Payoneer translates web and mobile content to speak to growing customer demand
March 16, 2015 02:41 PM
To put it in plain English, business is brisk at Payoneer Inc., a payment services company that enables businesses to transact online payments among buyers and sellers. With a steady flow of new companies signing up for accounts on its web site, the company has grown sales 352% over the past three years, vice president of marketing Jonny Steel says.
But going far beyond communicating in just the English language—and localizing web content for many of the 200 markets the company does business in worldwide—is a key to its success, he adds.
“Localization sits at the center of our international business-to-business growth strategy, covering all aspects from our online web and mobile application, to promotional and customer support emails,” Steel says. “Most recently, we have expanded our content marketing, with a highly active blog and forum in eight languages.”
That strategy is helping Payoneer to connect online through Internet search and other forms of online marketing with an expanding worldwide base of small and mid-sized companies, which have been behind the spike in new customer registrations. As such, Payoneer’s growth is dependent on its ability “to maintain a successful and productive global marketing approach,” Steel says.
The five year-old company uses language translation services from One Hour Translation, whose web site, OneHourTranslation.com, gives clients the option to upload content and choose translation services, including whether they want general translation service for non-specialized content or special service from an expert in such areas as legal patents or aerospace.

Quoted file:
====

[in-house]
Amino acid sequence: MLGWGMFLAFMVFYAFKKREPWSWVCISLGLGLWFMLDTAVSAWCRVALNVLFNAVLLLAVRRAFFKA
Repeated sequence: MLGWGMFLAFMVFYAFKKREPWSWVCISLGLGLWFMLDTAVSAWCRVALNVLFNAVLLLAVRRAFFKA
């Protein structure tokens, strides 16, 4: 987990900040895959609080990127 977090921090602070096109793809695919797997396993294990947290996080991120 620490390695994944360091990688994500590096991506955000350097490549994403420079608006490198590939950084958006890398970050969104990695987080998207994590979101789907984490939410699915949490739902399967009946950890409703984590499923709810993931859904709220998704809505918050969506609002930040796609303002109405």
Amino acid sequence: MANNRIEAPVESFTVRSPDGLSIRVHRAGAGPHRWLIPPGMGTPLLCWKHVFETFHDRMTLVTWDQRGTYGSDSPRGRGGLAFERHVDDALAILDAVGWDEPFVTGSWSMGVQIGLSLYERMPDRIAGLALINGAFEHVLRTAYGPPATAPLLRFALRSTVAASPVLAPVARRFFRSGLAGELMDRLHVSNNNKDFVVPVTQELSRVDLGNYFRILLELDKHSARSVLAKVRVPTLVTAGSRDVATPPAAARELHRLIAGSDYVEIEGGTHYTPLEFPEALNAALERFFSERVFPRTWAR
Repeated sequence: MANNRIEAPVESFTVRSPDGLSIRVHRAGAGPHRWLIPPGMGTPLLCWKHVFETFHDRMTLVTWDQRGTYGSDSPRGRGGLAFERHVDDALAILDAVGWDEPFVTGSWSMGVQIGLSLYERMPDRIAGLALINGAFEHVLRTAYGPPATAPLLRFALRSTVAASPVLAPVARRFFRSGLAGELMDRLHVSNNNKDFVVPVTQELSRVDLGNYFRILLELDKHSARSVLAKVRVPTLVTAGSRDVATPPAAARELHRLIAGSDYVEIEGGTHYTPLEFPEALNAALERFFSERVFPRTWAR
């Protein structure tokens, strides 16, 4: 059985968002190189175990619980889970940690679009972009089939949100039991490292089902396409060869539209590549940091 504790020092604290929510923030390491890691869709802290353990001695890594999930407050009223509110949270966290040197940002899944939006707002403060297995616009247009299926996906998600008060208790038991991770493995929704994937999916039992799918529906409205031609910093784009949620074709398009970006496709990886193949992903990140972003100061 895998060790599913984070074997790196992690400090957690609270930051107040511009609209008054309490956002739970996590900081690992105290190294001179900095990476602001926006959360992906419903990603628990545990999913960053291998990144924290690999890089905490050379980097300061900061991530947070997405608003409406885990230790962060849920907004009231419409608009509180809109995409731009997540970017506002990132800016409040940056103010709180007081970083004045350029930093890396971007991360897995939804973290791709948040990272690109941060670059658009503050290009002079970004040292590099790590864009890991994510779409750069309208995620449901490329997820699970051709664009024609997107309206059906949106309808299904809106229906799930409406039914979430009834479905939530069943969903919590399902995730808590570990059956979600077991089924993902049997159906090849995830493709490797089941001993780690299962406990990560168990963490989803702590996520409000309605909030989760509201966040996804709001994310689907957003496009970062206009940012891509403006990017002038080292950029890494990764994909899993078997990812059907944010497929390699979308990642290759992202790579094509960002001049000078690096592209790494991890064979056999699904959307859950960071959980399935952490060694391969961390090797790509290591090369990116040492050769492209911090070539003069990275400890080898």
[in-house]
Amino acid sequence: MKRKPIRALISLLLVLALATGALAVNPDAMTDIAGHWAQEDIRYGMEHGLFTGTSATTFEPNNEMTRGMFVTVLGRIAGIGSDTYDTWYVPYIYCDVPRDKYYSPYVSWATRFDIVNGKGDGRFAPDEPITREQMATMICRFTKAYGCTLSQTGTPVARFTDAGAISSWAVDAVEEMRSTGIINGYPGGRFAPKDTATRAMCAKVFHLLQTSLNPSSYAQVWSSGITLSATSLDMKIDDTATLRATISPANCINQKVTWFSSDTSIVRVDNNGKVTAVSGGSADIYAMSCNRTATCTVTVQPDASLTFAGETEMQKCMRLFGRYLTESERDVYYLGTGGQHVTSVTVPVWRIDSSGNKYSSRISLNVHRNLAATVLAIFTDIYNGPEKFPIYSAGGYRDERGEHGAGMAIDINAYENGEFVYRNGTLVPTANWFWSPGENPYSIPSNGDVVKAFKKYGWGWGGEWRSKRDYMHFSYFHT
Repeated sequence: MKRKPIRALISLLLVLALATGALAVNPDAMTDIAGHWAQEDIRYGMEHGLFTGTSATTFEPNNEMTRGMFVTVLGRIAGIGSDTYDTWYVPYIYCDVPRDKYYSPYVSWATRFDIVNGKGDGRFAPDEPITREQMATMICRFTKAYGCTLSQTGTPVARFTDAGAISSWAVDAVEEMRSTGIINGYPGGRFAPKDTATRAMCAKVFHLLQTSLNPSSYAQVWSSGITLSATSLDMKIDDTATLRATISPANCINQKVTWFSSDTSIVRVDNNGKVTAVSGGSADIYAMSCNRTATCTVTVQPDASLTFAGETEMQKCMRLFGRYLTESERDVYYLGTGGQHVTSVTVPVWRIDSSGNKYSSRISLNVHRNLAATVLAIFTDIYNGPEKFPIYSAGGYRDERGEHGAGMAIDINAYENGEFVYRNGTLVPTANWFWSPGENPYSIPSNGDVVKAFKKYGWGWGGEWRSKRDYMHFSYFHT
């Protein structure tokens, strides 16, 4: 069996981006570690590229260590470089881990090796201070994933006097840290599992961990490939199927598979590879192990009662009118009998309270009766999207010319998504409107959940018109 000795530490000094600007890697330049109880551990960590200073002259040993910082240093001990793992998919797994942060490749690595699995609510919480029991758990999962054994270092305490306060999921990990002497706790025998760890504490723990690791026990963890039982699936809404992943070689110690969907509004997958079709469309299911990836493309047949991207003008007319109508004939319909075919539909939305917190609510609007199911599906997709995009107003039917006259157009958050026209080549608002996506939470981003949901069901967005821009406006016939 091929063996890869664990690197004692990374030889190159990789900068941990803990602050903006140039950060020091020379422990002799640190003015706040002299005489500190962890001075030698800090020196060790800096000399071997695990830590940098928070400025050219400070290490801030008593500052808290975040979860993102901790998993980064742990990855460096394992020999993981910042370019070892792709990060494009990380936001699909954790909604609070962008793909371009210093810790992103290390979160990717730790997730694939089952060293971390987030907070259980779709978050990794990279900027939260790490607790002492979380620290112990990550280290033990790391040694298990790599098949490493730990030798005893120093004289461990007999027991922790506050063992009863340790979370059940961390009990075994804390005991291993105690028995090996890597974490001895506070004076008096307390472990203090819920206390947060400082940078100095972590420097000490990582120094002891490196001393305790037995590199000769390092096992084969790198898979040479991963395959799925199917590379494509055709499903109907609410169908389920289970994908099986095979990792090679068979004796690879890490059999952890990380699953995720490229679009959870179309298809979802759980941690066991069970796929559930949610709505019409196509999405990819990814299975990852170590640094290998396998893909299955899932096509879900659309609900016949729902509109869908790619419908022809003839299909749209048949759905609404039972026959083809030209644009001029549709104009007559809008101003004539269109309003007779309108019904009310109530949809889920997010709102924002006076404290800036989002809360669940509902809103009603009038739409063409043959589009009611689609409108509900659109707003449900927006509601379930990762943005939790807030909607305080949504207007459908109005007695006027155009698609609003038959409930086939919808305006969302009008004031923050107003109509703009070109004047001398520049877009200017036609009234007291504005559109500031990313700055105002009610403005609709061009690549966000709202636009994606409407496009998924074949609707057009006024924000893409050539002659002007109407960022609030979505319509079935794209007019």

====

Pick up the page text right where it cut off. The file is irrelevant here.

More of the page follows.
Payoneer works with One Hour Translation to translate about 30 blog posts, multiple customer service inquiries, white papers and dozens of emails every month, Steel says. Its blog posts—such as “Top Six Keys to Freelancing,” which advises independent business contractors on how to get, manage and get paid for contracts—are designed to foster business connections and, in turn, increase demand for Payoneer’s payment services. Payoneer provides separate payment services for buyers and sellers, ranging from commercial payment cards that small businesses use to make online or offline purchases, to global bank transfers that corporations use to receive payments from customers.
With some 15,000 certified translators on its staff, One Hour Translation can translate two hundred-word documents within an hour, and two thousand within one day, the translation company says. It also translates audio files and videos. The company charges a base rate of eight cents per word, but its rates run as high as 17.9 cents per word for “expert” translations involving such content areas as legal, technology and medical.
Payoneer’s ability to localize and accurately translate the content on its website is strategic to its long-term growth plan, which is to expand and continue growing globally, Steel says. In a few weeks, the company plans to launch a Korean-language version of its website. In three months, Payoneer will launch a new version of its mobile application, and One Hour Translation will translate it into eight languages.
Displaying web content localized for individual markets also helps Payoneer carry out other growth strategies that depend on communicating with clients in their own language in markets like South Korea and Vietnam, where Payoneer hadn’t been doing much marketing, Steel says. For example, localized content can increase participation in Payoneer’s referral program in a new foreign market, he says. Under the program, a small-business client can refer an associate to Payoneer and, once the associate runs up $100 in payments, Payoneer will credit each of them $25 in hopes of winning their loyalty as clients.
In some cases, localized web content helps Payoneer build relationships with native-language clients who become active in sharing Payoneer’s product information in social media and get involved in business networking. “We see a situation like that, bring on board a marketing manager who speaks the language, and start to really engage with our customers,” Steel says. “We do a lot of listening like, ‘Who are you, what are you using us for, how can we improve?’ Once we start to get a better grip, we use those customers to turn into advocates for the brand.”
Payoneer may build on these efforts, he adds, “to try and bridge the gap between big U.S. companies like Getty Images, Amazon.com and Airbnb.com, and these small business owners around the world” who may begin to use Payoneer’s payment services to conduct business transactions, Steel says.
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